Improve Your Digestion in Summer

In the Summer when the weather is hot, our digestive fire (agni) is diminished. We are less hungry, and easily feel uncomfortable when we overeat.

In addition, people with a strong Pitta (fire) component become overheated. They may have loose stools, become irritable, and their skins have problems.

In this post we will talk about ideal herbs to stimulate digestion in Summer, while at the same time pacifying Pitta. In fact, these herbs can be used all year round by Pitta people, and by those who can’t take foods that are too spicy.


Cumin Seeds

Called Jiraka in Sanskrit, these are the seeds of the plant, which grows abundantly in India, South East Asia and the Mediterranean. It has a fragrant, pungent smell, and has carminative properties to eliminate wind. Cumin is mildly warming, so useful for Pitta.

Cumin is one of the most commonly-used herbs in Indian cooking, because it is so gentle yet effective for the digestion. It is an ideal herb for children as it also eliminates colic, and for the elderly.


Coriander Seeds

It is known in Sanskrit as Dhanyaka, and is used in Asia as well as Europe. The smell is very mild, and has a cooling effect. Coriander is a diuretic, which means it stimulates kidney function, reducing water retention. Although coriander has an anti-allergic effect for most people, it may provoke allergy for others.

Coriander is used in many ways, such as for curries, for cooking rice, and in Europe for pickling and making sausages. The leaves, called cilantro in New Zealand, are very fragrant and have a cooling effect in spicy foods.

Coriander Leaves


Fennel Seeds

Fennel is called shatapushpi in Sanskrit and saunf in Hindi, is related to cumin, but has a sweeter fragrance and is more cooling. It is also carminative and often used in children’s colic remedies.

While fennel is often used in curries and savoury dishes, it lends itself very well to sweet dishes like rice pudding, candies, and mukhwas, the breath-fresheners offered in restaurants after meals. Mukhwas also aid in reducing the sense of bloating after heavy meals.



Mint Leaves

Mint is a leaf from a plant that is often grown in gardens because it is said to ward off aphids and insects. The leaves are very aromatic, with a sweet fragrance that is loved by many.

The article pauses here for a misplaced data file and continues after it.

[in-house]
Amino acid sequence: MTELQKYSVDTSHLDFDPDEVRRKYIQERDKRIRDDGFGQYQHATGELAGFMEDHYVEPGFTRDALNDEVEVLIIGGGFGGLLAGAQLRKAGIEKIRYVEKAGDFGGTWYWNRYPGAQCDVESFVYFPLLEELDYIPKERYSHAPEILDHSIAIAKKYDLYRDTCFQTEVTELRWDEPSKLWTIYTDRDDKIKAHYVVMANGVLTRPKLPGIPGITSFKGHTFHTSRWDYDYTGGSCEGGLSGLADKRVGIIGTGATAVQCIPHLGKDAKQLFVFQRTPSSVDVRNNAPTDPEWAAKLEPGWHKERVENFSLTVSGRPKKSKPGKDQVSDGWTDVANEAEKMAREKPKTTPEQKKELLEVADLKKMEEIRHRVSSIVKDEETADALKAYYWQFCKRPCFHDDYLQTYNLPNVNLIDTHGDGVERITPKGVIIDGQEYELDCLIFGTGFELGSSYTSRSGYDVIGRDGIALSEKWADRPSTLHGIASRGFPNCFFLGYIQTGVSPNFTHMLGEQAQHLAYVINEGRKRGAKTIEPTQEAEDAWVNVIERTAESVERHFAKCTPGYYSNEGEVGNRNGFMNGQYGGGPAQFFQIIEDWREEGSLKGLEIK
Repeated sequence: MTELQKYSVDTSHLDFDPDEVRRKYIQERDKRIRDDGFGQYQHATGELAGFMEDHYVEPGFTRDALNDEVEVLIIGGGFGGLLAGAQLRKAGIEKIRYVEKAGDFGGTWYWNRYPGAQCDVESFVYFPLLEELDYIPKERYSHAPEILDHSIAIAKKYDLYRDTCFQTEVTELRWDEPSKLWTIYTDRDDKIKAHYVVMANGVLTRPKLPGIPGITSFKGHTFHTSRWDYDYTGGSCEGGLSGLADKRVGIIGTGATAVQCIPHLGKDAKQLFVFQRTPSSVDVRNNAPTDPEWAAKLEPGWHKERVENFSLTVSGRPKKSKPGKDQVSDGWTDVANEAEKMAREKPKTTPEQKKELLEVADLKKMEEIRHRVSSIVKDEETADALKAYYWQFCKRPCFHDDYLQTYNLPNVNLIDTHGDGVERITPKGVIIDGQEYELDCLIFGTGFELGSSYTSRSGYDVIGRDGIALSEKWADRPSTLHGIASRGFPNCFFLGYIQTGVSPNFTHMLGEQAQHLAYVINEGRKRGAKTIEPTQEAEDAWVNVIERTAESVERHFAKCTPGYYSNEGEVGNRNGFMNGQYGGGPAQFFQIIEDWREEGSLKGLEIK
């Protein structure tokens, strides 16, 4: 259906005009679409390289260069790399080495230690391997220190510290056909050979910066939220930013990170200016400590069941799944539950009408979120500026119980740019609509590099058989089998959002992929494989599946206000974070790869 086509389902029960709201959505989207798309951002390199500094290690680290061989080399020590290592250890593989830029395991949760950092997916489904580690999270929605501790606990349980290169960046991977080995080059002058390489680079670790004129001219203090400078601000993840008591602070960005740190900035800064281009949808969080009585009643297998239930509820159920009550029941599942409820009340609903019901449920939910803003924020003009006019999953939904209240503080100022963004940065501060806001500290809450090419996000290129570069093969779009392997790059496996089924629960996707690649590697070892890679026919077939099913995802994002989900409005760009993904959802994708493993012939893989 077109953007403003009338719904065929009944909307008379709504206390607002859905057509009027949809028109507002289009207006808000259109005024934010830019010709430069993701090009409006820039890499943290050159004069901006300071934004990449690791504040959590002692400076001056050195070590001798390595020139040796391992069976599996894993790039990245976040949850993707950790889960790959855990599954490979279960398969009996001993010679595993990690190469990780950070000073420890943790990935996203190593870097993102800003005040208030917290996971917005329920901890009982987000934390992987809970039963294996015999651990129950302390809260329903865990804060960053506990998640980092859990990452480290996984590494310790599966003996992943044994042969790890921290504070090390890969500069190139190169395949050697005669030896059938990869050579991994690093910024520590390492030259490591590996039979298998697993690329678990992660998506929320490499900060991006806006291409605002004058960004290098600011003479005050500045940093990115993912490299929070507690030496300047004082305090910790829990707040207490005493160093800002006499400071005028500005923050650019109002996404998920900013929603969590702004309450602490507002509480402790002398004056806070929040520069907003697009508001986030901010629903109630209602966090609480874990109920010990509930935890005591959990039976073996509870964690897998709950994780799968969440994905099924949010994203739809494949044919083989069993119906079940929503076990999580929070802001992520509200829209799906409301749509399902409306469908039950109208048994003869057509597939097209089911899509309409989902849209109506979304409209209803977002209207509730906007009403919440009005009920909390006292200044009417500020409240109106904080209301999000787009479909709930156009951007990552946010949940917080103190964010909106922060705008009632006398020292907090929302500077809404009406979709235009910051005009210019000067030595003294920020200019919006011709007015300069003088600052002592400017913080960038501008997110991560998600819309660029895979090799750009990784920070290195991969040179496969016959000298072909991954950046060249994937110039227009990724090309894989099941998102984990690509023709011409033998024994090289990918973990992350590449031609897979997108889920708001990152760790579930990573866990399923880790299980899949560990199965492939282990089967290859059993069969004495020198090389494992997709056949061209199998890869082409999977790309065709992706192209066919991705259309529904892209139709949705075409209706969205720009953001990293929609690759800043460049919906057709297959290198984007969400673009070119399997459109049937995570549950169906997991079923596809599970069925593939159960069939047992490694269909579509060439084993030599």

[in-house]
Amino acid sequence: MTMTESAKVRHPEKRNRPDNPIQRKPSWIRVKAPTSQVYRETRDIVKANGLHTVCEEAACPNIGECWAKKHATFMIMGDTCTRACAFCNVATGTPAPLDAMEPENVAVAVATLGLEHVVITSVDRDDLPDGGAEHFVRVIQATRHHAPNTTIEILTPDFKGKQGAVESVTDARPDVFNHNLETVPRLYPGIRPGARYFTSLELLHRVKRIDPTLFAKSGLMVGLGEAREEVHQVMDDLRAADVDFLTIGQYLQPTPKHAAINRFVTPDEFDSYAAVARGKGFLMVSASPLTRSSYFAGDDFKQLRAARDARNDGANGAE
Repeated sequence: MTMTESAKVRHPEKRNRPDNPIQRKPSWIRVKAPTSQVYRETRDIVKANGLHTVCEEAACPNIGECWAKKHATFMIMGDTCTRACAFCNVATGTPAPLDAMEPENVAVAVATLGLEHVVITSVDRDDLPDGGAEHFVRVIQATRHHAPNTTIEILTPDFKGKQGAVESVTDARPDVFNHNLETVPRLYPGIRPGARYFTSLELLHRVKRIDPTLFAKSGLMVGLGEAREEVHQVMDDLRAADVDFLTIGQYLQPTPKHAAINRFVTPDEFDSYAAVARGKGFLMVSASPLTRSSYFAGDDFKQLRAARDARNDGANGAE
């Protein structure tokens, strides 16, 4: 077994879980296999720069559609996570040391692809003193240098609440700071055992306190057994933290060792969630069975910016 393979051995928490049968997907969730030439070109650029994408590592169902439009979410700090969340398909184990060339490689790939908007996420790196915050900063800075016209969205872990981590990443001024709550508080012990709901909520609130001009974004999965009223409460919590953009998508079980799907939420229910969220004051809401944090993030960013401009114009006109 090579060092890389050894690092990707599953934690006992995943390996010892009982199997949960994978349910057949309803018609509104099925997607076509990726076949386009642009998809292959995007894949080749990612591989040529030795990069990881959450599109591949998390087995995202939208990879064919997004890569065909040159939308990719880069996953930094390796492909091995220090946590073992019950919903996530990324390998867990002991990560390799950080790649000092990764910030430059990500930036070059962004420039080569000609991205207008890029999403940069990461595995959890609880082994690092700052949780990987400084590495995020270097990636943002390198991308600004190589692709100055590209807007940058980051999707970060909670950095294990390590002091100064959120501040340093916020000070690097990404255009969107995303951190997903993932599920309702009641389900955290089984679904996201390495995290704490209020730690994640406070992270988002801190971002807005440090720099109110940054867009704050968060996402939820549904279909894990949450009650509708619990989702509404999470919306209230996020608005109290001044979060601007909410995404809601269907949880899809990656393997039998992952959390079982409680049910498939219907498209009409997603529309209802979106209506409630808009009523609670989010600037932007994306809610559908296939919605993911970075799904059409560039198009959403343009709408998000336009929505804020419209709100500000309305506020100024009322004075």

Mint is used in savoury as well as sweet dishes, and mint tea is a popular beverage drunk around the world.

Cooling formulas and recipes for digestion in Summer


You can make teas from mint, rose petals, fennel and even cumin, which gently stimulate digestion and help to detoxify.

Use the powdered form for the seeds, or whole or chopped leaves. Add boiling water to a cup with a teaspoon of the herb. You can also combine them to make interesting flavours.


If you need a stronger brew to help with digestion, you can make a herbal formula called a decoction. Add a teaspoon each of cumin, coriander and fennel seeds to 1 litre of water. Boil until the water has reduced to 250 ml (1 cup). Drink about 50 ml several times a day.

Cooling Chutney

Coconut & Coriander Leaf Chutney

You can make a chutney of coconut and coriander leaves. This chutney is cooling and soothing while stoking the digestive fire.

Blend 1/2 cup grated coconut, 1/2 cup coriander leaves, a small green chilly, 1 tbs roasted chana dhal, salt, and up to 1/2 cup water. Add some lime juice to taste.

Cucumber Mint Raita

Cucumber & Mint Raita (

This is another delicious combination for a hot day!

Grate a cucumber, add to 1/4 cup chopped fresh mint, 2 cups plain yoghurt, and a tsp ground cumin. Have it as a side dish for curries, it will balance the spiciness while helping your digestion.

Ayurvedic recommendations

When your agni is not as strong in Summer, you need to be aware, and to reduce the load on your digestion.

  • Eat smaller quantities so you are not overfull.
  • Eat only when hungry, and avoid snacking.
  • Drink well before meals, but only a little during and after meals.
  • Have your main meal at lunchtime.
  • Have a day in the week when you give your digestion a rest. Avoid solid foods and just drink herb teas and warm water.
  • Avoid too much carbs, sugar, and heavy proteins.

If you need help

If you need further help with your digestion, please get in touch with Dr Priya Punjabi on (09) 829 2045 or 0800 829 2045.

Meet the Author

Dr Priya Punjabi

Dr. Priya Punjabi is a ranked Ayurvedic practitioner in New Zealand, having represented the nation on National TV and at the International Health Convention. Dr. Punjabi earned her Bachelor of Ayurvedic Medicine and Surgery (BAMS) degree in 1989, at the prestigious University of Pune, under the Tilak Ayurveda Mahavidyalaya School.